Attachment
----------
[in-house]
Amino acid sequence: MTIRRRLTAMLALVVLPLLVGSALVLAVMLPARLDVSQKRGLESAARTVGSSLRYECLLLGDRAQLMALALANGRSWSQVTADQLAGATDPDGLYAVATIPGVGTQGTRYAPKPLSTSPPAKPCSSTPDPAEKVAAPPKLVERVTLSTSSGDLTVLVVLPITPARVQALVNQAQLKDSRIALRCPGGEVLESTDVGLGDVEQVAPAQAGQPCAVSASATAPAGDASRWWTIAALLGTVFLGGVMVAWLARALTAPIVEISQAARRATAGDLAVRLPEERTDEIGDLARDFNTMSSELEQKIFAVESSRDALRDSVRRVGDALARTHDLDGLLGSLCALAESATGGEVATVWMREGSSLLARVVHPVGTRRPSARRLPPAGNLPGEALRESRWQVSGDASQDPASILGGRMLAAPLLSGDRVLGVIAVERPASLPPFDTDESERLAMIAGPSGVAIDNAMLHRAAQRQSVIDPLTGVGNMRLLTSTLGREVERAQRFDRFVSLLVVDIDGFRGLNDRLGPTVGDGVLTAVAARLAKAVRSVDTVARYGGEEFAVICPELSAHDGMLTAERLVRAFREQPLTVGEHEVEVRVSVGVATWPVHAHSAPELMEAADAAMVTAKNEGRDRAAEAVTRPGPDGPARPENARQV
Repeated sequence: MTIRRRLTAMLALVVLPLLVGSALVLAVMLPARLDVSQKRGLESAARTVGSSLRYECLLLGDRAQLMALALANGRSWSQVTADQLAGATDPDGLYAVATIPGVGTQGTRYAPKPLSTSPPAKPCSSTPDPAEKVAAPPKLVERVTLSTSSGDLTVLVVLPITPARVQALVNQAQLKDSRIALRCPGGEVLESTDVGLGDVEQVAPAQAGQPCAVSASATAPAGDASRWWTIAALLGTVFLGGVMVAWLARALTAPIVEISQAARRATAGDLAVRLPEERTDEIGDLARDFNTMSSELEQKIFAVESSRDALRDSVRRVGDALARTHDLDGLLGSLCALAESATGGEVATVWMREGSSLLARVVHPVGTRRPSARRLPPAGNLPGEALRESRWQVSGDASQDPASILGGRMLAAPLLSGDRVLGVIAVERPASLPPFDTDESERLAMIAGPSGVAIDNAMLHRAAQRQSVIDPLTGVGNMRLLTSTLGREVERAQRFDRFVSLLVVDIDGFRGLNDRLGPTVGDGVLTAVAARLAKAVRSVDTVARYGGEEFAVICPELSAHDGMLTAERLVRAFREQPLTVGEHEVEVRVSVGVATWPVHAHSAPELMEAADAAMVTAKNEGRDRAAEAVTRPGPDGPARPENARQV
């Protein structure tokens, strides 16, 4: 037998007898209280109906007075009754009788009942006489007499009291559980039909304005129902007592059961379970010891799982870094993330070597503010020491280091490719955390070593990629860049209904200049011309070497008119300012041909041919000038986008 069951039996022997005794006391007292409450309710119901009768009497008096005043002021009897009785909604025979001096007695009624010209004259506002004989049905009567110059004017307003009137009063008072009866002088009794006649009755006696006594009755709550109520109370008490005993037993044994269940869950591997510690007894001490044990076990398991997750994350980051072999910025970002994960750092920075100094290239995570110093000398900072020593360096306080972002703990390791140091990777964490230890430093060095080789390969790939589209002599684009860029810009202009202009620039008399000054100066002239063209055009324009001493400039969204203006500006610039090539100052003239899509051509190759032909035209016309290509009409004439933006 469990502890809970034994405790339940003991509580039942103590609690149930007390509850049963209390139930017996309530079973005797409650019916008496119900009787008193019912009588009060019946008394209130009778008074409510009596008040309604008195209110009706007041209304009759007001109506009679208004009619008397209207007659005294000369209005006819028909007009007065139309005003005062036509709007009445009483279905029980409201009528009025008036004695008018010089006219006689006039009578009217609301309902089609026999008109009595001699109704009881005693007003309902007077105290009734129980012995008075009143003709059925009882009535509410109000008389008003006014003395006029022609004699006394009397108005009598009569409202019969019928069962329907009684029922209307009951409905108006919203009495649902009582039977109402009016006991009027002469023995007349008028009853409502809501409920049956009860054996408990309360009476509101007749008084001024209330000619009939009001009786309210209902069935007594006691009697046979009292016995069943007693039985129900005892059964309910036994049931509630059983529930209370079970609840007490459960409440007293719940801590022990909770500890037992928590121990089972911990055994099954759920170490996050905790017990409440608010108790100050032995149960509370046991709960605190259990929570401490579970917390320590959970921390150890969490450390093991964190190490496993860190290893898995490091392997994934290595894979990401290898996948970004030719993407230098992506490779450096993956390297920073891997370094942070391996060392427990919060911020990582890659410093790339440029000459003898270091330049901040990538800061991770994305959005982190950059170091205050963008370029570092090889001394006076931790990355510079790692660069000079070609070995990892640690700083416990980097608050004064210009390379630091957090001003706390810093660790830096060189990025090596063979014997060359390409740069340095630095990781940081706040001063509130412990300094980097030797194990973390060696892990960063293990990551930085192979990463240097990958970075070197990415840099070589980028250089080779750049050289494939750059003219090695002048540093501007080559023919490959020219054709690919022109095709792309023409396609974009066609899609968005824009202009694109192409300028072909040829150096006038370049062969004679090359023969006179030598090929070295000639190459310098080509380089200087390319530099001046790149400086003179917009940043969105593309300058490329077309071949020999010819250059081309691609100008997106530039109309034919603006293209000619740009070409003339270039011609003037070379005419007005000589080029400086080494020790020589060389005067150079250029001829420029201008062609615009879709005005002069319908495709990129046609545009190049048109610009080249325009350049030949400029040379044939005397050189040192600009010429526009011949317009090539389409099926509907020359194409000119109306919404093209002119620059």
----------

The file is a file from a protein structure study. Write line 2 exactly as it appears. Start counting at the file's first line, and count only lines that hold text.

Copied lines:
Amino acid sequence: MTIRRRLTAMLALVVLPLLVGSALVLAVMLPARLDVSQKRGLESAARTVGSSLRYECLLLGDRAQLMALALANGRSWSQVTADQLAGATDPDGLYAVATIPGVGTQGTRYAPKPLSTSPPAKPCSSTPDPAEKVAAPPKLVERVTLSTSSGDLTVLVVLPITPARVQALVNQAQLKDSRIALRCPGGEVLESTDVGLGDVEQVAPAQAGQPCAVSASATAPAGDASRWWTIAALLGTVFLGGVMVAWLARALTAPIVEISQAARRATAGDLAVRLPEERTDEIGDLARDFNTMSSELEQKIFAVESSRDALRDSVRRVGDALARTHDLDGLLGSLCALAESATGGEVATVWMREGSSLLARVVHPVGTRRPSARRLPPAGNLPGEALRESRWQVSGDASQDPASILGGRMLAAPLLSGDRVLGVIAVERPASLPPFDTDESERLAMIAGPSGVAIDNAMLHRAAQRQSVIDPLTGVGNMRLLTSTLGREVERAQRFDRFVSLLVVDIDGFRGLNDRLGPTVGDGVLTAVAARLAKAVRSVDTVARYGGEEFAVICPELSAHDGMLTAERLVRAFREQPLTVGEHEVEVRVSVGVATWPVHAHSAPELMEAADAAMVTAKNEGRDRAAEAVTRPGPDGPARPENARQV